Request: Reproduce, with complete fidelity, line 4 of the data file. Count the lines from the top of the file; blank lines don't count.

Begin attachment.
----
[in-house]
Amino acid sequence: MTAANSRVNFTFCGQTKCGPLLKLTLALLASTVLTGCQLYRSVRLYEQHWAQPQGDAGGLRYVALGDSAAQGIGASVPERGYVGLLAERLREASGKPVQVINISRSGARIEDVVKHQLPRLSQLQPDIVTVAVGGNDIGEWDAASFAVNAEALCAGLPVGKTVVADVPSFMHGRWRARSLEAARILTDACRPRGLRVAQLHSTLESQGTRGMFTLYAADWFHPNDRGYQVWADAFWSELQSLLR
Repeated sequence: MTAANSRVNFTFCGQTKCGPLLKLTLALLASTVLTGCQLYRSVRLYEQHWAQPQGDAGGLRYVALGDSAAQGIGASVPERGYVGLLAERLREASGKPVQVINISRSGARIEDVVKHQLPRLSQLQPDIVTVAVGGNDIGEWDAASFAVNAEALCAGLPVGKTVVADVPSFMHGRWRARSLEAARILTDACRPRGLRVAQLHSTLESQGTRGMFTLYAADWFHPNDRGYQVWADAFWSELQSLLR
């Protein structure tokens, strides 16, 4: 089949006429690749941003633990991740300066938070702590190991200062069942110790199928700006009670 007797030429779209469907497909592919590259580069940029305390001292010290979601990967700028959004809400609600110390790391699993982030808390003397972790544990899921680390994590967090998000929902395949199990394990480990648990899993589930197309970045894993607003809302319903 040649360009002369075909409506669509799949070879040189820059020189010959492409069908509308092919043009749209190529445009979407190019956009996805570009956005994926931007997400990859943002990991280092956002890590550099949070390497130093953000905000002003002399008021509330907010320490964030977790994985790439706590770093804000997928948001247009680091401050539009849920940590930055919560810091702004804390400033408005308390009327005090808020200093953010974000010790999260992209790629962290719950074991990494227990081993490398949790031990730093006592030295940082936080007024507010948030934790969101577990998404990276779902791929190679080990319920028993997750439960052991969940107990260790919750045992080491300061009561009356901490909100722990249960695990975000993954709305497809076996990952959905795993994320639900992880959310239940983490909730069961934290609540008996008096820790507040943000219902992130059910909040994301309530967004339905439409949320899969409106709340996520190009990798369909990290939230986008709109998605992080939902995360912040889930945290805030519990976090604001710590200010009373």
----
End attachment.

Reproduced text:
């Protein structure tokens, strides 16, 4: 089949006429690749941003633990991740300066938070702590190991200062069942110790199928700006009670 007797030429779209469907497909592919590259580069940029305390001292010290979601990967700028959004809400609600110390790391699993982030808390003397972790544990899921680390994590967090998000929902395949199990394990480990648990899993589930197309970045894993607003809302319903 040649360009002369075909409506669509799949070879040189820059020189010959492409069908509308092919043009749209190529445009979407190019956009996805570009956005994926931007997400990859943002990991280092956002890590550099949070390497130093953000905000002003002399008021509330907010320490964030977790994985790439706590770093804000997928948001247009680091401050539009849920940590930055919560810091702004804390400033408005308390009327005090808020200093953010974000010790999260992209790629962290719950074991990494227990081993490398949790031990730093006592030295940082936080007024507010948030934790969101577990998404990276779902791929190679080990319920028993997750439960052991969940107990260790919750045992080491300061009561009356901490909100722990249960695990975000993954709305497809076996990952959905795993994320639900992880959310239940983490909730069961934290609540008996008096820790507040943000219902992130059910909040994301309530967004339905439409949320899969409106709340996520190009990798369909990290939230986008709109998605992080939902995360912040889930945290805030519990976090604001710590200010009373």